Source: The GW Hatchet
No matter the religion one practices, there is always a special location - a temple, a church, a synagogue - that serves as a place for worship. In many ways, these settings are a symbol of the beliefs they embody.
For the four students The Hatchet spoke with, though, attendance at such a place is not a prerequisite for worship. While prayer is a constant, each student had a different way of honoring their beliefs - with some preferring to pray alone and in private, while others enjoy worshipping with a group of believers.
A private celebration
"I feel that religion has to come from within. It is a personal topic to even discuss. It is between you and the higher power," junior Habiba Belguedj said.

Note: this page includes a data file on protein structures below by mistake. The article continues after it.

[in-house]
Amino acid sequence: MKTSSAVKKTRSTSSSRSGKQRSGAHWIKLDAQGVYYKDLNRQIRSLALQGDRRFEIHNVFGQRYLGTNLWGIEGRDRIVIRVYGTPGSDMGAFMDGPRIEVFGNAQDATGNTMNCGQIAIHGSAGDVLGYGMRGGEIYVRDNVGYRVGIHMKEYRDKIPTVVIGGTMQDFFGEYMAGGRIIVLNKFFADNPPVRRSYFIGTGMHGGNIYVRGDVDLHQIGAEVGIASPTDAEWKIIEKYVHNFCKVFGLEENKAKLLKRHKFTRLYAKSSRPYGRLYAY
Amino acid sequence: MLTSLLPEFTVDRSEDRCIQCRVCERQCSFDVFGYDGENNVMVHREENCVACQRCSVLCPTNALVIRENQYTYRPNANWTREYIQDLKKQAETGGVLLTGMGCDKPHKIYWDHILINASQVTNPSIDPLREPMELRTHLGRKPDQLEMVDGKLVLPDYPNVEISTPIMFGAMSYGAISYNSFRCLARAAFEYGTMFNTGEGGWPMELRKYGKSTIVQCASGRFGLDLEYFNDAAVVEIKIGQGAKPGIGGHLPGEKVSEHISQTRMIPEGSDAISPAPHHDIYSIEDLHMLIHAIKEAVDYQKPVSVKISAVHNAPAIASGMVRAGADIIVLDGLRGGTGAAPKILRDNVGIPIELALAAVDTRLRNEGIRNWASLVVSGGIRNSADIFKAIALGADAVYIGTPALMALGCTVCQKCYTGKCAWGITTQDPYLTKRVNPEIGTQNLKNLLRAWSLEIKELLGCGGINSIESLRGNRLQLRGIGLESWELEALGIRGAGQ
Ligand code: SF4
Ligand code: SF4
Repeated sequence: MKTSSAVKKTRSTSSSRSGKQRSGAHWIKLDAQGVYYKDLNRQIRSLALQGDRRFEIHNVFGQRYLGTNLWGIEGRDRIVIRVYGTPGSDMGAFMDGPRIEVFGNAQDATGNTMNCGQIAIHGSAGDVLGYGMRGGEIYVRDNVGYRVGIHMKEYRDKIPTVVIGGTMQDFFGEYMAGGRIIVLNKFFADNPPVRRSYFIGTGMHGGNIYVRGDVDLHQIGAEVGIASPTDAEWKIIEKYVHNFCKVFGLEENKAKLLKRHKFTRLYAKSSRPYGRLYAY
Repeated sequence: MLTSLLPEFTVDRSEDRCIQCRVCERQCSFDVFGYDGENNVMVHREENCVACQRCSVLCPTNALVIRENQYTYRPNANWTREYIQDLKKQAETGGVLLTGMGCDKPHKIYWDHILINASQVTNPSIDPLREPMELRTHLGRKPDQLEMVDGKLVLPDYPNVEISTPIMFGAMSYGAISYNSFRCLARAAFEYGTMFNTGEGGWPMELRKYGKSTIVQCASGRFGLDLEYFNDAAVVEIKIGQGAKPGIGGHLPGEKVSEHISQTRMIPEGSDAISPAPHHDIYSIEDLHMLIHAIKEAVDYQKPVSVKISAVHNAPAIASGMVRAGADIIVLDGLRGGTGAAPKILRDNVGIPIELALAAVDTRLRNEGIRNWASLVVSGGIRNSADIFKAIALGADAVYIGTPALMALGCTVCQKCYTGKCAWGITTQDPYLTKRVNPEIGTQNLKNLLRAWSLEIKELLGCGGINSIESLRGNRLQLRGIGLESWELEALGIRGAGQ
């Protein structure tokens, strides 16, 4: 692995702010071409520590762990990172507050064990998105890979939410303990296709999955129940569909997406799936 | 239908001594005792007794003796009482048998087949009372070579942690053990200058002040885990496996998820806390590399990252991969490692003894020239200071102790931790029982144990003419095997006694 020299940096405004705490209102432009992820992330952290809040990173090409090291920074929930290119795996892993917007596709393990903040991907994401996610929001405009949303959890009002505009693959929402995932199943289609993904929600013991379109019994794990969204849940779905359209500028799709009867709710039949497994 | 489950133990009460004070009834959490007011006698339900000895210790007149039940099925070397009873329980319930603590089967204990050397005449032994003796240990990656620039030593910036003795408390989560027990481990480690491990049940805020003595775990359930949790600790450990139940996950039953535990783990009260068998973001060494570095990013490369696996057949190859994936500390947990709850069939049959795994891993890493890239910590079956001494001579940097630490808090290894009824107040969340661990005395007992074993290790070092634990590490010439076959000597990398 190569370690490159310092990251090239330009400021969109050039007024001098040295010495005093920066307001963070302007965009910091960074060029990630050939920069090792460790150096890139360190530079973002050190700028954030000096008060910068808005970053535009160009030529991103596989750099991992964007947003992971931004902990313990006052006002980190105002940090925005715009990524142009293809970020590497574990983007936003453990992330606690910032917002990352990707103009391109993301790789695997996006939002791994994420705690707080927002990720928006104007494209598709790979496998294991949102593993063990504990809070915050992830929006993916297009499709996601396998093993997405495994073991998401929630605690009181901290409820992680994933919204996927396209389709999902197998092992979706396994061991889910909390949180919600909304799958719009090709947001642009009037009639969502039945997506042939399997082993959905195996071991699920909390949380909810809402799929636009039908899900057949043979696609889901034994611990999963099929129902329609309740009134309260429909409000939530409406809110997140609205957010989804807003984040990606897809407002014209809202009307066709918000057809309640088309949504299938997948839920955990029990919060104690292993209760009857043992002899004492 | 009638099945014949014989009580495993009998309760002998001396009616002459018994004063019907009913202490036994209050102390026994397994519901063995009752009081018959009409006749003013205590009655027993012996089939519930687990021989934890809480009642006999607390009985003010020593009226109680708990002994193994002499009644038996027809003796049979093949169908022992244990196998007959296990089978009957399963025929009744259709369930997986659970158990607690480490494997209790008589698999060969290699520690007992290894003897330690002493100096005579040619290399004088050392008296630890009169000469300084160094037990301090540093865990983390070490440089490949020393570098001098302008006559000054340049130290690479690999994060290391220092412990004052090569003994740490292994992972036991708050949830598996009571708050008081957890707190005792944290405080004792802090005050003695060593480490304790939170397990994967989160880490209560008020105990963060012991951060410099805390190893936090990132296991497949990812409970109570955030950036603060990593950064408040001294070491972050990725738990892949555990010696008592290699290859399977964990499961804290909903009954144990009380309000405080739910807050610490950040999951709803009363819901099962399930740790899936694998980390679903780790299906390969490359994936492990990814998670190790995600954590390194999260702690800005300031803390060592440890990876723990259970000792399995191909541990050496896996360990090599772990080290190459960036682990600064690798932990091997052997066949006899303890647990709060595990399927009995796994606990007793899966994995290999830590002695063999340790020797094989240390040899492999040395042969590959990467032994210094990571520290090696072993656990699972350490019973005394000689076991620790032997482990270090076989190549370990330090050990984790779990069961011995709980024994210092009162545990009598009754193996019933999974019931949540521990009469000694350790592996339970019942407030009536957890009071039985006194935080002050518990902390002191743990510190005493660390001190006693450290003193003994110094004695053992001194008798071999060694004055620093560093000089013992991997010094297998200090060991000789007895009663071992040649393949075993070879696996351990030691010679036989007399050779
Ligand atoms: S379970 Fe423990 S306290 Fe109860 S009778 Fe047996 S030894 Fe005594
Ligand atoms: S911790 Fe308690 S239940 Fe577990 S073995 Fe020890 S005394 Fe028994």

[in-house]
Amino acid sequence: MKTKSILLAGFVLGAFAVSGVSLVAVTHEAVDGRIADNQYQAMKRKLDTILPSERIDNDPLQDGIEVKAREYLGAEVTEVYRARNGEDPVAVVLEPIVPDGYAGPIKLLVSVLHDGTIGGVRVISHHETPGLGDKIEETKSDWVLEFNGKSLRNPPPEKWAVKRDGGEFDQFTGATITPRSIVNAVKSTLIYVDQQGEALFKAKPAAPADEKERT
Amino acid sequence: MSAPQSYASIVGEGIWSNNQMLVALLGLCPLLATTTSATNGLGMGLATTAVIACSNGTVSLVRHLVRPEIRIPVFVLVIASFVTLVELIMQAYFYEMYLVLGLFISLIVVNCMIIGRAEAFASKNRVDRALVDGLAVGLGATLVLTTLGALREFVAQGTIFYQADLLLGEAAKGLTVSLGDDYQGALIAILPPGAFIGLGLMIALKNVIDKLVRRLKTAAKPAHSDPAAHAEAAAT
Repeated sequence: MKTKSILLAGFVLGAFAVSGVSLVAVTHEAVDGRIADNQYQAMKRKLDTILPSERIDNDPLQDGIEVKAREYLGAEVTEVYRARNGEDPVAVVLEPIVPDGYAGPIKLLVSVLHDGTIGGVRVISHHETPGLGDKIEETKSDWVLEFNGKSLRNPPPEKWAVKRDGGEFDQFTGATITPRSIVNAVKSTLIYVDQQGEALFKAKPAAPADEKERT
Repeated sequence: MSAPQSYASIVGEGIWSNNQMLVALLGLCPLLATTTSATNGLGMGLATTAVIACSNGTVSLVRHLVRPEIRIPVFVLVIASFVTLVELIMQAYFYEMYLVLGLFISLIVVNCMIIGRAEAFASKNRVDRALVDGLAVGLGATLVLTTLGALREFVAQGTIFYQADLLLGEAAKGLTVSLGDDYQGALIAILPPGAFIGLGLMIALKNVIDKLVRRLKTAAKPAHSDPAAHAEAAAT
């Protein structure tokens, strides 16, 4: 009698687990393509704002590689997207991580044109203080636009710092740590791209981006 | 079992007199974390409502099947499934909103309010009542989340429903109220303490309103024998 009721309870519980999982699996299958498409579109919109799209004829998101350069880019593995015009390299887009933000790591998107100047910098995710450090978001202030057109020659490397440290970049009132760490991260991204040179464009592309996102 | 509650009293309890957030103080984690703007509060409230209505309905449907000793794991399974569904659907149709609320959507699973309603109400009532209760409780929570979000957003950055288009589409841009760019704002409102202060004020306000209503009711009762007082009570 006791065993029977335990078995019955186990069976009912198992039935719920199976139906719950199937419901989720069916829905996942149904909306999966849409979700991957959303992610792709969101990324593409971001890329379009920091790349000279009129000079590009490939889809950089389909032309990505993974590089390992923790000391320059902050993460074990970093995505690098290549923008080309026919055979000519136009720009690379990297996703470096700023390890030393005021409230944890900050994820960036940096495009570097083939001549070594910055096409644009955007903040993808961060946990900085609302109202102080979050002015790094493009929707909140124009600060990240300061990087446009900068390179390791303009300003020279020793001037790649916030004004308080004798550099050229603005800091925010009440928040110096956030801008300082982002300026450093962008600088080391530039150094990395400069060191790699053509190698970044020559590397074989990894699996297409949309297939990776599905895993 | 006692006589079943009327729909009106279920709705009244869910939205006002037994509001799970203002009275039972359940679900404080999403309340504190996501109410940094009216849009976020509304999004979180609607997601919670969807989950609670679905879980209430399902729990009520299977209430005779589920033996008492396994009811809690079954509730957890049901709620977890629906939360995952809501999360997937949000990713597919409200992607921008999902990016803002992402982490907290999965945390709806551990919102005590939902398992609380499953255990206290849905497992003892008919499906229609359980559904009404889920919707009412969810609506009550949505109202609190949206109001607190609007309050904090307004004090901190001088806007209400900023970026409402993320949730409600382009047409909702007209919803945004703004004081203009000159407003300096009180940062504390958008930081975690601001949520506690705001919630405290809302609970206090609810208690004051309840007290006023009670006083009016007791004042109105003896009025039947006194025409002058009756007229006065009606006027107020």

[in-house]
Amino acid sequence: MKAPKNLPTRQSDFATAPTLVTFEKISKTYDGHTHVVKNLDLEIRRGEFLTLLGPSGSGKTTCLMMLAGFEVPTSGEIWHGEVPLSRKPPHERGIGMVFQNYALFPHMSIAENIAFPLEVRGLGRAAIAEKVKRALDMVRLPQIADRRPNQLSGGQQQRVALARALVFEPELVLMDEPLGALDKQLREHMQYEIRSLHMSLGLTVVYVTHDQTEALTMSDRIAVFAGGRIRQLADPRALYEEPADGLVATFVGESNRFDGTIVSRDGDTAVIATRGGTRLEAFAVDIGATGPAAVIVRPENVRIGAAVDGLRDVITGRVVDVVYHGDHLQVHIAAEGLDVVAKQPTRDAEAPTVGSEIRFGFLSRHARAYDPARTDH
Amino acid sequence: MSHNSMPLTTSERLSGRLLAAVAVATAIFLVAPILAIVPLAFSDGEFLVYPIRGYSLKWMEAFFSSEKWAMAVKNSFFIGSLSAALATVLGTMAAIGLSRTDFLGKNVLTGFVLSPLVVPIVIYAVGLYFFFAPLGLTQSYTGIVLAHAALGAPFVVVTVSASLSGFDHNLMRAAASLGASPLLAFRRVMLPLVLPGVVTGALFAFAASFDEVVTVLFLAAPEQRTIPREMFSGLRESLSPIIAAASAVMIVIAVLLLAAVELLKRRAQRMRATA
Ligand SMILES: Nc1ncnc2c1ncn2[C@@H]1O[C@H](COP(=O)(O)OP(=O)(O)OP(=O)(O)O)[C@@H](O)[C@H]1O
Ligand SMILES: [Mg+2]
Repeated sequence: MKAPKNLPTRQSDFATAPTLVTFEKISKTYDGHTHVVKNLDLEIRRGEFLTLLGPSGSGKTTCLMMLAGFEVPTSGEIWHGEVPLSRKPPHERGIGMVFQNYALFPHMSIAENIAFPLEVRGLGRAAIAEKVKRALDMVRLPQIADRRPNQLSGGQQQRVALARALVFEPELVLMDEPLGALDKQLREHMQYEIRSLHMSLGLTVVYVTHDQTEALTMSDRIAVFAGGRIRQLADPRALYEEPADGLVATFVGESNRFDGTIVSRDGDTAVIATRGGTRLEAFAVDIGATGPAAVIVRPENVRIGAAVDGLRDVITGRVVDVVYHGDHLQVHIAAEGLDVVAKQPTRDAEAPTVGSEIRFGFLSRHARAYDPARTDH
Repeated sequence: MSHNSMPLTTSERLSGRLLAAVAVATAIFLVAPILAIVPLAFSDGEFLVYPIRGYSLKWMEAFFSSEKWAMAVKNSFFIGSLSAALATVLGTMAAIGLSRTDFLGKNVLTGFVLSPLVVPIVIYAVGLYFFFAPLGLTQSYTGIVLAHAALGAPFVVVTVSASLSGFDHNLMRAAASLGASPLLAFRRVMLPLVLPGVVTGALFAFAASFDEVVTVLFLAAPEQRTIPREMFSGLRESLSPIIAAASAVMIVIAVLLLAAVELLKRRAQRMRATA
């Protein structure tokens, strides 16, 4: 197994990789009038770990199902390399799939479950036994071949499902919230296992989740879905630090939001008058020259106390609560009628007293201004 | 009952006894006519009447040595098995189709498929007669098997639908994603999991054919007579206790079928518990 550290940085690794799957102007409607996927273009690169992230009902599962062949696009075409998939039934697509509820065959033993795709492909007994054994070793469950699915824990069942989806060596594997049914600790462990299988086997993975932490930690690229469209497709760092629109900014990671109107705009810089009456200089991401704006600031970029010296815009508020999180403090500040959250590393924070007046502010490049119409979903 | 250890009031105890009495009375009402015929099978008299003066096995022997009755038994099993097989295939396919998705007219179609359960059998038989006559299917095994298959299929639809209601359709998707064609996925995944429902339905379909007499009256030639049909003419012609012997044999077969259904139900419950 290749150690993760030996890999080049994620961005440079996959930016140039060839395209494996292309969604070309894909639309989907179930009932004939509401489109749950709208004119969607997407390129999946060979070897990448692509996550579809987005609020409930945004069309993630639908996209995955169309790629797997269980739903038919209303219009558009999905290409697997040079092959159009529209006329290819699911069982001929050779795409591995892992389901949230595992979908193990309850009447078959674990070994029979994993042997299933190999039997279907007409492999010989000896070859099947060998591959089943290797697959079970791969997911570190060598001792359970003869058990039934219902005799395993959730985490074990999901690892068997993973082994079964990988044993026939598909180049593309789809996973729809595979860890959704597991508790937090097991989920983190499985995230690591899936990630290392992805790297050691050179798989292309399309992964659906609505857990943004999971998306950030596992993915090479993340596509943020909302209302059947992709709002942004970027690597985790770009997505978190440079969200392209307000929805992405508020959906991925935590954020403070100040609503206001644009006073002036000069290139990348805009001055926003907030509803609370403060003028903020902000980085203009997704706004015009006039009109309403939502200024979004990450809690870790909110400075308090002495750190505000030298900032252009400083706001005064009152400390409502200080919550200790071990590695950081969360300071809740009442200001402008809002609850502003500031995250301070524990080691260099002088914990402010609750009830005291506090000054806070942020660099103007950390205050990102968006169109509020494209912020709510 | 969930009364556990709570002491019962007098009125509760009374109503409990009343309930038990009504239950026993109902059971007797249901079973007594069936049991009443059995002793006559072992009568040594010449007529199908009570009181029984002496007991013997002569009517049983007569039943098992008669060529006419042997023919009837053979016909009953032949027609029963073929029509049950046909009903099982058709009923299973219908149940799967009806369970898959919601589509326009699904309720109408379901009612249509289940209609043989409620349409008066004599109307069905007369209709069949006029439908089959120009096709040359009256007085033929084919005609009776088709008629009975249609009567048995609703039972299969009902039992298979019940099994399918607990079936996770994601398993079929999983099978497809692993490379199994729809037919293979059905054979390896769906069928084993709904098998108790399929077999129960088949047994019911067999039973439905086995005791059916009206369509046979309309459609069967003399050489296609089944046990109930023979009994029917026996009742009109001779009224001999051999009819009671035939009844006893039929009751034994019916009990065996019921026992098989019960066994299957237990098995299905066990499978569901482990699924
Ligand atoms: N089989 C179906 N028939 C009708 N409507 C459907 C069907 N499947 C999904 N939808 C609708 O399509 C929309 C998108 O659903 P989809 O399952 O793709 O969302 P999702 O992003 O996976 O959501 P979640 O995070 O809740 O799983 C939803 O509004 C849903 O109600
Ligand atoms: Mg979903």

While some Muslims at GW worship at the prayer room in the Marvin Center, Belguedj chooses to say the five daily Islamic prayers - called Fajr, Dhuhr, 'Asr, Maghrib and 'Isha - in the privacy of her bedroom.
"I find prayer to be a personal commitment. I am much more comfortable doing it alone. In my opinion, religion is just between God and me," she said. "I don't want anyone to watch me. No one else should have a presence during my prayer."